2019 Mazda 3 Review

2019 Mazda 3 - Clearly a cut above, the new Mazda 3 strives to be your next premium compact.


The Mazda 3 is a compact car that's offered in 4-door sedan or hatchback form. It's completely redesigned for 2019 and, for the first time, offers all-wheel drive in addition to standard front-wheel drive. Other changes for 2019 include new interior with 8.8-inch center display screen, additional safety and technology features and a slightly more-powerful engine. Competitors are many and include the Honda Civic, Hyundai Elantra, Kia Forte, Nissan Sentra, Subaru Impreza, Toyota Corolla and Volkswagen Jetta.

Riding a slightly longer wheelbase, the 2019 Mazda 3 is three inches longer and about 100 pounds lighter. Interior dimensions are unchanged, but cargo capacity grows from 12.4 to 13.2 cubic feet on the sedan. Trim levels include the base, Select, Preferred and Premium. All-wheel drive is available an all but the base. Prices start at $21,000 and climb to nearly $30,000 on the Premium.

All models come with a normally aspirated 2.5-liter 4-cylinder engine that is tweaked for 2019 to offer 186 horsepower and 186 lb-ft of torque -- both numbers slightly higher than last year. Standard transmission on all models is a 6-speed automatic. Available only on the all-wheel-drive hatchback is a 6-speed manual.

Safety features include forward-collision warning with braking assist, blind-spot monitor with cross-traffic alert, lane-departure waring, adaptive cruise control and a driver attention alert system, which is designed to detect driver fatigue and decreased attentiveness. The new infotainment system supports both Android Auto and Apple Car Play and is controlled by a jog dial in the center console.

Mazda eschews the current tiny-turbo trend by offering a large-displacement normally aspirated 4-cylinder in the new 3. It's part of Mazda's SkyActive philosophy to aims to not only improve efficiency but reduce cost. By putting the Mazda 3 on a diet and developing a very efficient powerplant, Mazda can match the performance and economy of the tiny turbocharged engines competitors are offering while at the same time offering reduced complexity and lower costs.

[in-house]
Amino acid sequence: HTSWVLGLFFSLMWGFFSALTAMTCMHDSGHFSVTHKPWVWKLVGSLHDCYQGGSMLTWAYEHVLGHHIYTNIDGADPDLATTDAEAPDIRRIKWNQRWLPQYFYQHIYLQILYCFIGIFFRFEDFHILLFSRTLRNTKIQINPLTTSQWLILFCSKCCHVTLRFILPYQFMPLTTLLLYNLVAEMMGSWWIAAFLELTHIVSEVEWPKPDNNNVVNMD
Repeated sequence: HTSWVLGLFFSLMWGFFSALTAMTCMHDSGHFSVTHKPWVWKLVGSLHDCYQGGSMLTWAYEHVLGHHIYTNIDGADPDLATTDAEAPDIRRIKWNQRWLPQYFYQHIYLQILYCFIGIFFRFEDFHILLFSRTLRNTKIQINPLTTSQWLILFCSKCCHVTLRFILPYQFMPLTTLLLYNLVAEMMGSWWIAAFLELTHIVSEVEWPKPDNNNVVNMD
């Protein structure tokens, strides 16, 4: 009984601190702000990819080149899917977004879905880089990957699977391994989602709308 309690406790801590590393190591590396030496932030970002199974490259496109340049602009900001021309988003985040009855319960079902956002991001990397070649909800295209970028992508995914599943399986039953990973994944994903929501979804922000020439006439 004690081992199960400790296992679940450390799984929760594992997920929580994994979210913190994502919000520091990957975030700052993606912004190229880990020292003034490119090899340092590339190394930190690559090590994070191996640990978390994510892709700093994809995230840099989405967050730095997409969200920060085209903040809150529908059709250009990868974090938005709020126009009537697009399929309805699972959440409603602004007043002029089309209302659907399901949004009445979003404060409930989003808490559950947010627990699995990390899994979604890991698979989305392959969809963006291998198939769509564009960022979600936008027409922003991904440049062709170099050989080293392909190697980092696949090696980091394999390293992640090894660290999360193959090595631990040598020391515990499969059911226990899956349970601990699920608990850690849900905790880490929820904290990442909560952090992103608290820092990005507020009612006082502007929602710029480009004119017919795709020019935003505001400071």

Does it work? Yes and no. Yes, the new Mazda 3 has class average acceleration and reasonable fuel efficiency. No, it's not top-of-the-class in either performance or economy. The sole engine offering provides decent acceleration from a stop and good passing punch. The engine can feel a little sleepy initially unless it set to SPORT mode. Most peg the 0 to 60 MPH time at about 8.5 seconds -- smack in the middle for the class. The engine mates well to the new 6-speed automatic to provide a good balance of both spirited feel and smooth day-to-day operation.

With all-wheel drive and automatic, the Mazda 3's EPA numbers of 25 MPG city and 33 MPG highway are unimpressive. More so, since the other AWD offering, the Subaru Impreza nets 28/38 MPG ratings. Front-drive models are rated at a more respectable 27/36 MPG. In routine suburban commuting, expect to average close to 28 MPG, perhaps as high as 32 MPG if you throw in some gentle highway cruising. Regular-grade fuel is recommended, but the smallish 12.7-gallon fuel tank in the AWD model limits highway range.

For a generation now, Mazda has leaned toward the sporty spectrum when in comes to the ride-and-handline equation. So, it's no surprise that the new Mazda 3 sports a firm ride that's both capable and athletic. That comes at a bit of a compromise and some might find the suspension too firm on top-line trims with the 18-inch wheels.

Steering response is quick and precise if a bit light at times. Brakes provide adequate stopping power and no more. Turning circle is tidy, making the 3 very easy to drive in an urban environment. Regardless of model, the Mazda 3 remains composed and confident on the road and should be genuinely enjoyed by those that favor a twisty back road over a board-straight stretch of highway.